Just How Good?
I think it was Ben Franklin who said “The proof of the pudding is determined by how many 165-grain bullets you’re able to put into a bad guy in five seconds.” In this case, let’s say five would be the minimum.
If you have ever handled an AR-style rifle, the controls on the LAR 8 will be almost second nature. I say almost, because there are two small changes on this rifle. The magazine release button is now ambidextrous and can be activated from either side of the rifle and the bolt release is located at the bottom rear of the magazine well. It is an ambidextrous lever you push straight down, with your trigger finger if you like. Gone are the days of slamming a magazine home and slapping the left side of the receiver with your left hand to run the bolt forward. While we are on the topic of magazines, the Elite Operator used FAL metric and L1A1 inch magazines. So there should be no trouble finding 20-round boxes for your reloads.
Now, on to the shooting. For the day’s festivities I quickly mounted a Trijicon Reflex on top of the Elite Operator. Quickly, as in, I set the sight on the top rail, flipped the ARMS locks and started shooting. It was dead on. I started plinking at 25 yards. Then still shooting offhand, I engaged the targets at 50 and 75 yards. Finally, I braced the rifle on the post and started dropping rounds on the 100-yard target. Combat accuracy was outstanding, scoring minute-of-bad guy hits on everything I pointed at.
This prompted me to drop a few sandbags on the bench and drop some rounds downrange in an effort to see where they would fall if I was really trying to shoot a nice group. With the zero-power magnification Reflex sight aligned on the dead of the Dirty Bird target I rolled through the trigger press, firing as quickly as I could get the dot back on the group. On a grid target, accuracy lives up to the Rock River Arms’ claim of 1.5 MOA at 100 yards. The two-stage trigger allows for perfect control and a clean break.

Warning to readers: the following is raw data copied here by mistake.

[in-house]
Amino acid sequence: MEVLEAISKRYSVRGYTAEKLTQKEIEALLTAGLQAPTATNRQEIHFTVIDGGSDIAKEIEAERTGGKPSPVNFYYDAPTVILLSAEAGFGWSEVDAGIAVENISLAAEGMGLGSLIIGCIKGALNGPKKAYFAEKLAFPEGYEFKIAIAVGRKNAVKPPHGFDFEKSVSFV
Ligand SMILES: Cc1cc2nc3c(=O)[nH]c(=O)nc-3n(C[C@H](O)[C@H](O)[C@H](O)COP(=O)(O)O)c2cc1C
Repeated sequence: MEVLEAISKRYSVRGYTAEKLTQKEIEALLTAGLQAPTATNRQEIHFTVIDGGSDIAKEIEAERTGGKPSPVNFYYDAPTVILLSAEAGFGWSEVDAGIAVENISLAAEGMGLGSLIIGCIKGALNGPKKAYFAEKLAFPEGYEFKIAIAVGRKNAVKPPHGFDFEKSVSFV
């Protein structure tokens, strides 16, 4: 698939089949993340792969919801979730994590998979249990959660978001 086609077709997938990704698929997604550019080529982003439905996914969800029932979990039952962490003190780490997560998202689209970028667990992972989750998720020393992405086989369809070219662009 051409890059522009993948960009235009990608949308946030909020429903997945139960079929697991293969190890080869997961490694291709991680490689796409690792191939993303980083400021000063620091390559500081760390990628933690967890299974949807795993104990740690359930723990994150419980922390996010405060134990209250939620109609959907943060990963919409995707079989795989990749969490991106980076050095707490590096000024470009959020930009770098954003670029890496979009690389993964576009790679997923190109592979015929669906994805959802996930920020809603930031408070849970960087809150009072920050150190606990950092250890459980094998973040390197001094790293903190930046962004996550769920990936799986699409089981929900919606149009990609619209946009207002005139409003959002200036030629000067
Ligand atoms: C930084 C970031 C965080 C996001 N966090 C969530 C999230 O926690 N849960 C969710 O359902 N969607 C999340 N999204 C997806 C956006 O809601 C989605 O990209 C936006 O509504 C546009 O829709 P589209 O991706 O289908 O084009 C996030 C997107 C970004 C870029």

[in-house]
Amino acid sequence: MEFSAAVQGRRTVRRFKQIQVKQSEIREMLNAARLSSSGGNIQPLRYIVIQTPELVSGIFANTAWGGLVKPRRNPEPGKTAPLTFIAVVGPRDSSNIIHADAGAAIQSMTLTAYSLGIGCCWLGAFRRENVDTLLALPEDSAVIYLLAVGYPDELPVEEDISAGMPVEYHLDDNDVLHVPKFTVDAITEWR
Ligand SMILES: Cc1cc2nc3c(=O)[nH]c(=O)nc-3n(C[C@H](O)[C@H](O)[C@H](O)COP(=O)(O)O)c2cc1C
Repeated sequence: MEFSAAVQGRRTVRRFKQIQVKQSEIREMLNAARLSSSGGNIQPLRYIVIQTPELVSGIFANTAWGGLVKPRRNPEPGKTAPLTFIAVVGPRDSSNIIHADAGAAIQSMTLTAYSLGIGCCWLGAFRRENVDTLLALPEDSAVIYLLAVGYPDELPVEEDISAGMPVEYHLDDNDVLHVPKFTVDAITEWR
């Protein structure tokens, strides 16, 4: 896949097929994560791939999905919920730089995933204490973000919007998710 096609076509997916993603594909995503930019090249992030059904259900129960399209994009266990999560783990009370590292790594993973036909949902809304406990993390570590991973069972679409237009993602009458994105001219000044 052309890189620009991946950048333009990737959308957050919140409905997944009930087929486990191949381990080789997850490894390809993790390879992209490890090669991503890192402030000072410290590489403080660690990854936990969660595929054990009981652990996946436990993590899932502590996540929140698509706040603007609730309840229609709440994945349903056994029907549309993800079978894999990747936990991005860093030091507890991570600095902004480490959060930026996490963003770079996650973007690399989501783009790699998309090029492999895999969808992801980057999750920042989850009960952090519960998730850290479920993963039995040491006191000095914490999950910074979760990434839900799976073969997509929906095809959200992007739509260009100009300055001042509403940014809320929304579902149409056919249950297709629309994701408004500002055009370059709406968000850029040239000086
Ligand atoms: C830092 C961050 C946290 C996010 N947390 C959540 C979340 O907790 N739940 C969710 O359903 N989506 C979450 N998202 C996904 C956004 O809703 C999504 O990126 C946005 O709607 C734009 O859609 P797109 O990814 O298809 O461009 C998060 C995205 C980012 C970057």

The Smith flash hider worked very well and the 1:10 twist ratio seemed perfect for the 165-grain Hornady TAP ammo. Another feature I really liked was the sealed battery storage area behind the rubber buttplate. Push the button on the left side of the buttplate and it slides down exposing a storage area for several of the CR123 batteries. Each battery tube is also spring-loaded to make sure your batteries come out as easy as they go in.
If there is one thing to note about the .308 caliber AR-style rifles on the market, it is that parts are not universally interchangeable. Where as most AR-15 rifle parts from most makers will drop in and function, the same is not true of the bigger guns. Each maker has apparently come up with what they consider to be the best idea for some part or another. As stated on the RRA website, the LAR-8 uses a unique receiver thread and barrel nut.
No barrel nut (either separate or as part of a tubular handguard or quad rail handguard) except those made specifically for the RRA LAR-8 should ever be used on an RRA LAR-8 or upper half. Although some other barrel nuts may thread onto the LAR-8 upper receiver, the depth of thread is incorrect. Use of incorrect parts may cause injury or death. So, now you know that. The parts don’t interchange with other .308 AR parts out there. Don’t try it.
The Rock River Arms LAR-8 Elite Operator gives you a rifle and a platform that offers power and versatility. In a law enforcement capacity you will get greater range if you need it and more penetration around buildings and vehicles. If you want to use this as a Modern Sporting Rifle, the Elite Operator will have no trouble taking deer-sized game at any range you feel comfortable shooting. With the Elite Operator you can hit hard and fast with no debate.
This article appeared in the January 3, 2011 issue of Gun Digest the Magazine. Click here to learn more.
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About the Author: Kevin Michalowski is the former Senior Editor of Gun Digest the Magazine and Tactical Gear Magazine.
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